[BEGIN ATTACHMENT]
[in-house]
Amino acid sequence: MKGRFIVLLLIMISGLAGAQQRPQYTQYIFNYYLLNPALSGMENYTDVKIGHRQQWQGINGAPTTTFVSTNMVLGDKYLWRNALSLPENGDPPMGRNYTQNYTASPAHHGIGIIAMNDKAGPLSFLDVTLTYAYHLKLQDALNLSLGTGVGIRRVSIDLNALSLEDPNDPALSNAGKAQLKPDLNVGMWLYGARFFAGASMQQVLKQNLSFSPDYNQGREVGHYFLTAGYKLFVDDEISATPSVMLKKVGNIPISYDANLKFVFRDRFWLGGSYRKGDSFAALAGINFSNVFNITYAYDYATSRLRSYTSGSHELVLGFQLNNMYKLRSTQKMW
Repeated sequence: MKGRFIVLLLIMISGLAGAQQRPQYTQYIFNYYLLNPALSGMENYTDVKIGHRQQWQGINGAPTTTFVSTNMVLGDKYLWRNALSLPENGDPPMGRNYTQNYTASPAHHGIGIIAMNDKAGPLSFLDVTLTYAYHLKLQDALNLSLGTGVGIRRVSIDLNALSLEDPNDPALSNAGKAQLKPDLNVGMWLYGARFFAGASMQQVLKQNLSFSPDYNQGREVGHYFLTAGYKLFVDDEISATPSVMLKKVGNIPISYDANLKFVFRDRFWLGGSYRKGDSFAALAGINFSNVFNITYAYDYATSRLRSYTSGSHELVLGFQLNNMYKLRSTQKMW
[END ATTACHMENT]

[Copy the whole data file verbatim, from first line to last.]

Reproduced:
[in-house]
Amino acid sequence: MKGRFIVLLLIMISGLAGAQQRPQYTQYIFNYYLLNPALSGMENYTDVKIGHRQQWQGINGAPTTTFVSTNMVLGDKYLWRNALSLPENGDPPMGRNYTQNYTASPAHHGIGIIAMNDKAGPLSFLDVTLTYAYHLKLQDALNLSLGTGVGIRRVSIDLNALSLEDPNDPALSNAGKAQLKPDLNVGMWLYGARFFAGASMQQVLKQNLSFSPDYNQGREVGHYFLTAGYKLFVDDEISATPSVMLKKVGNIPISYDANLKFVFRDRFWLGGSYRKGDSFAALAGINFSNVFNITYAYDYATSRLRSYTSGSHELVLGFQLNNMYKLRSTQKMW
Repeated sequence: MKGRFIVLLLIMISGLAGAQQRPQYTQYIFNYYLLNPALSGMENYTDVKIGHRQQWQGINGAPTTTFVSTNMVLGDKYLWRNALSLPENGDPPMGRNYTQNYTASPAHHGIGIIAMNDKAGPLSFLDVTLTYAYHLKLQDALNLSLGTGVGIRRVSIDLNALSLEDPNDPALSNAGKAQLKPDLNVGMWLYGARFFAGASMQQVLKQNLSFSPDYNQGREVGHYFLTAGYKLFVDDEISATPSVMLKKVGNIPISYDANLKFVFRDRFWLGGSYRKGDSFAALAGINFSNVFNITYAYDYATSRLRSYTSGSHELVLGFQLNNMYKLRSTQKMW